Turkey to represent Syrian opposition at Sochi summit
The Syrian opposition has decided not to participate in Sochi summit and instead it announced that Turkey could do it on its behalf, according to a diplomatic source on Tuesday.
A delegation of the Syrian opposition arrived at the Sochi airport for the summit but later they changed their minds when they saw pictures with Syrian regime flags on it.
After the incident, they did decide not to enter the country and gave Turkey the authority to represent it on its behalf at the summit, the source, who asked not to be named due to restrictions on talking to the media, said.
Foreign Minister Mevlüt Çavuşoğlu on Tuesday also confirmed Turkey would represent the Syrian opposition during peace talks in Sochi.
Talking to the media after attending the ruling Justice and Development (AK) Party's group meeting at the parliament in capital Ankara, Çavuşoğlu said: "It has been sorted out.
"The opposition has given its authorization to represent them [at Sochi] to Turkey," foreign minister said.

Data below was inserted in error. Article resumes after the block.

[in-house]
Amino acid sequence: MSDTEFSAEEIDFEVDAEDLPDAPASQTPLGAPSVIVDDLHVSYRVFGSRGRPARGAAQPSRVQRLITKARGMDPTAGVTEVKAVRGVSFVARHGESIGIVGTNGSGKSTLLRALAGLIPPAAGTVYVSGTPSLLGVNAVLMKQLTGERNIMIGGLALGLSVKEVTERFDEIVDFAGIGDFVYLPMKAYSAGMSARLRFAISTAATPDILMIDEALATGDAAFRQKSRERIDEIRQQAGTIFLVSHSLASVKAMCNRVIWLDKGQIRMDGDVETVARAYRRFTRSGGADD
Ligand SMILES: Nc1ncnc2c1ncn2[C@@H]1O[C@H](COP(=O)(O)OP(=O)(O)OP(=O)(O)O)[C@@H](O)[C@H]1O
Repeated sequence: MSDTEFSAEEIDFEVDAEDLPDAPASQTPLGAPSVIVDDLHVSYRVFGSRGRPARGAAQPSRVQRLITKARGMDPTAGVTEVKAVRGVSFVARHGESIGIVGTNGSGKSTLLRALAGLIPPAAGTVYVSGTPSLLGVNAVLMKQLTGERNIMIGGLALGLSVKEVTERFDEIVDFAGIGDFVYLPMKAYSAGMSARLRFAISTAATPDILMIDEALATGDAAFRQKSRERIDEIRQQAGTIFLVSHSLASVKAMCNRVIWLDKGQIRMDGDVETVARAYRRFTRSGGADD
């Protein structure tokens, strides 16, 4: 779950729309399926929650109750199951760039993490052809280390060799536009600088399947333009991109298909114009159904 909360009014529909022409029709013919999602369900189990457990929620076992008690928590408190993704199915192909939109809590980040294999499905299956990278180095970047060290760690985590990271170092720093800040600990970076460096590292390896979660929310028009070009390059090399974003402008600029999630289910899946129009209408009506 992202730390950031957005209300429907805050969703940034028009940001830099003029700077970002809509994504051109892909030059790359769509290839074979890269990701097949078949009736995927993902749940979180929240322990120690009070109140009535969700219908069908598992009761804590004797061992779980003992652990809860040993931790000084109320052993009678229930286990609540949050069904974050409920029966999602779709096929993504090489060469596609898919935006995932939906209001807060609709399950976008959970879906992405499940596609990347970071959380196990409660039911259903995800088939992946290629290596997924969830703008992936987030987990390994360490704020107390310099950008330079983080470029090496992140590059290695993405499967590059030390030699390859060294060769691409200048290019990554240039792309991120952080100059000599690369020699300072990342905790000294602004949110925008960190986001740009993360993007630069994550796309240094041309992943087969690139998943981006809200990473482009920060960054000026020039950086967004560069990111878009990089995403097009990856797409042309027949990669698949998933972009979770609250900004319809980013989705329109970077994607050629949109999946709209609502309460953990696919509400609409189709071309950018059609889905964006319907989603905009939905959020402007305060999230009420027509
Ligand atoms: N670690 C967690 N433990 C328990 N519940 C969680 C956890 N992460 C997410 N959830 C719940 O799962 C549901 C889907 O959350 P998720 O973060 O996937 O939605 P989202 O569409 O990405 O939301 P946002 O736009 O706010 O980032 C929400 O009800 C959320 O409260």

The foreign minister also said a constitutional commission would be established after the summit and Russia, Turkey and Iran would assign same number of members to it.
The commission will be chaired by UN's Special Envoy on Syria Staffan de Mistura.
Also on Tuesday, Foreign Minister Mevlüt Çavuşoğlu and his Russian counterpart Sergey Lavrov spoke over the phone on the Syria process.
Foreign Ministry Deputy Undersecretary Sedat Önal will represent Turkey at the Sochi summit.
The Russian delegation will be headed by Moscow's envoy on Syria, Alexander Lavrentiev while the Iranian delegation will be led by Deputy Foreign Minister Hossein Jaberi.
On Dec. 22, Russian Foreign Minister Sergey Lavrov said all participants in the Syria talks in Geneva would be invited to the Sochi gathering.
The guarantor countries -- Russia, Iran and Turkey -- had agreed to gather for Syrian peace talks in southern Russian city of Sochi on Monday-Tuesday.
Syria has been locked in a vicious civil war since early 2011 when the Assad regime cracked down on pro-democracy protests with unexpected ferocity.
Since then, hundreds of thousands of people have been killed and more than 10 million others displaced, according to UN officials.